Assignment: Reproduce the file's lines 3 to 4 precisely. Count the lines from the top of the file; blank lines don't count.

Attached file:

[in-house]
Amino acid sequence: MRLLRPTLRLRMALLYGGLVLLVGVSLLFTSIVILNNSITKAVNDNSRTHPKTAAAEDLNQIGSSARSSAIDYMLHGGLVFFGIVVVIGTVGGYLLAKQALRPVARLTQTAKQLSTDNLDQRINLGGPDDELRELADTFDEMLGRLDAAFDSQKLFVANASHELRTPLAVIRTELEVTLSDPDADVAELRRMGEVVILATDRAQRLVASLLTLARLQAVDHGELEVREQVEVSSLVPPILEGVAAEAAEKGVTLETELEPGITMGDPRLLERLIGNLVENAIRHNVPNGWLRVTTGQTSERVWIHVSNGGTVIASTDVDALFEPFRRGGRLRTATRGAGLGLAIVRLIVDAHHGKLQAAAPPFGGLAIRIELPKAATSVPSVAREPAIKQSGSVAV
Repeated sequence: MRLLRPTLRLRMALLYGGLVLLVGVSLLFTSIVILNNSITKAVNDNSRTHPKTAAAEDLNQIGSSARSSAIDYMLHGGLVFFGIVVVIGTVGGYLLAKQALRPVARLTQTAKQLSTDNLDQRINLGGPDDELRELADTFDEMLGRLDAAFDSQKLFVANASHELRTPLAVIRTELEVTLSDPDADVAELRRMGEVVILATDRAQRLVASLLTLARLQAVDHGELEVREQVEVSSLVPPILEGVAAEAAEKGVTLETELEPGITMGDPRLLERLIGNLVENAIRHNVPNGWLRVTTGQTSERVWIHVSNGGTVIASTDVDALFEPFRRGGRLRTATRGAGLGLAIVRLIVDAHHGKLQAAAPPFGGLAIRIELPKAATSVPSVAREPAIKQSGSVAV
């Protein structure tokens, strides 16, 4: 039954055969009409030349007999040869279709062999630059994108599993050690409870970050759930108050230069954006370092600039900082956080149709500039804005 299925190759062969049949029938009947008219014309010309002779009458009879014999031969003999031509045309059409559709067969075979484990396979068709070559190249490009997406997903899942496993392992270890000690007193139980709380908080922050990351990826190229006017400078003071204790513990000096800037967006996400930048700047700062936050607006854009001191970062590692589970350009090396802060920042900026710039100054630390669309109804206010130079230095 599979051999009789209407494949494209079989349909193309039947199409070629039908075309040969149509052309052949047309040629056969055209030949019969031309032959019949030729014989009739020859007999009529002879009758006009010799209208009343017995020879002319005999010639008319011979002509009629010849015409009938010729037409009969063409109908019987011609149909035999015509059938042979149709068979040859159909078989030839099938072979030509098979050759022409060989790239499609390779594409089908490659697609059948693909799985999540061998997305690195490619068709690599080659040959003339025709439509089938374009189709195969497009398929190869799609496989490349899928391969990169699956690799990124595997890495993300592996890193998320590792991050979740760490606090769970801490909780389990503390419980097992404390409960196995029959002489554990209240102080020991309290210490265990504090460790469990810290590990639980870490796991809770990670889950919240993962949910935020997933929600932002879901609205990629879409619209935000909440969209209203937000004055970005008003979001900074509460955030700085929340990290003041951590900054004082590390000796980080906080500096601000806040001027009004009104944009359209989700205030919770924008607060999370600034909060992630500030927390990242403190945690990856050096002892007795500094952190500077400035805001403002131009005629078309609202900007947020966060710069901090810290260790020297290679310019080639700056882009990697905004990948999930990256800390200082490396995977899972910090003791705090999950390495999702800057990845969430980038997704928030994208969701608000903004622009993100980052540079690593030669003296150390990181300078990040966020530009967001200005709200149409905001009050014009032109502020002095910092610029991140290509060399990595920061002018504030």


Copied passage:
Repeated sequence: MRLLRPTLRLRMALLYGGLVLLVGVSLLFTSIVILNNSITKAVNDNSRTHPKTAAAEDLNQIGSSARSSAIDYMLHGGLVFFGIVVVIGTVGGYLLAKQALRPVARLTQTAKQLSTDNLDQRINLGGPDDELRELADTFDEMLGRLDAAFDSQKLFVANASHELRTPLAVIRTELEVTLSDPDADVAELRRMGEVVILATDRAQRLVASLLTLARLQAVDHGELEVREQVEVSSLVPPILEGVAAEAAEKGVTLETELEPGITMGDPRLLERLIGNLVENAIRHNVPNGWLRVTTGQTSERVWIHVSNGGTVIASTDVDALFEPFRRGGRLRTATRGAGLGLAIVRLIVDAHHGKLQAAAPPFGGLAIRIELPKAATSVPSVAREPAIKQSGSVAV
């Protein structure tokens, strides 16, 4: 039954055969009409030349007999040869279709062999630059994108599993050690409870970050759930108050230069954006370092600039900082956080149709500039804005 299925190759062969049949029938009947008219014309010309002779009458009879014999031969003999031509045309059409559709067969075979484990396979068709070559190249490009997406997903899942496993392992270890000690007193139980709380908080922050990351990826190229006017400078003071204790513990000096800037967006996400930048700047700062936050607006854009001191970062590692589970350009090396802060920042900026710039100054630390669309109804206010130079230095 599979051999009789209407494949494209079989349909193309039947199409070629039908075309040969149509052309052949047309040629056969055209030949019969031309032959019949030729014989009739020859007999009529002879009758006009010799209208009343017995020879002319005999010639008319011979002509009629010849015409009938010729037409009969063409109908019987011609149909035999015509059938042979149709068979040859159909078989030839099938072979030509098979050759022409060989790239499609390779594409089908490659697609059948693909799985999540061998997305690195490619068709690599080659040959003339025709439509089938374009189709195969497009398929190869799609496989490349899928391969990169699956690799990124595997890495993300592996890193998320590792991050979740760490606090769970801490909780389990503390419980097992404390409960196995029959002489554990209240102080020991309290210490265990504090460790469990810290590990639980870490796991809770990670889950919240993962949910935020997933929600932002879901609205990629879409619209935000909440969209209203937000004055970005008003979001900074509460955030700085929340990290003041951590900054004082590390000796980080906080500096601000806040001027009004009104944009359209989700205030919770924008607060999370600034909060992630500030927390990242403190945690990856050096002892007795500094952190500077400035805001403002131009005629078309609202900007947020966060710069901090810290260790020297290679310019080639700056882009990697905004990948999930990256800390200082490396995977899972910090003791705090999950390495999702800057990845969430980038997704928030994208969701608000903004622009993100980052540079690593030669003296150390990181300078990040966020530009967001200005709200149409905001009050014009032109502020002095910092610029991140290509060399990595920061002018504030």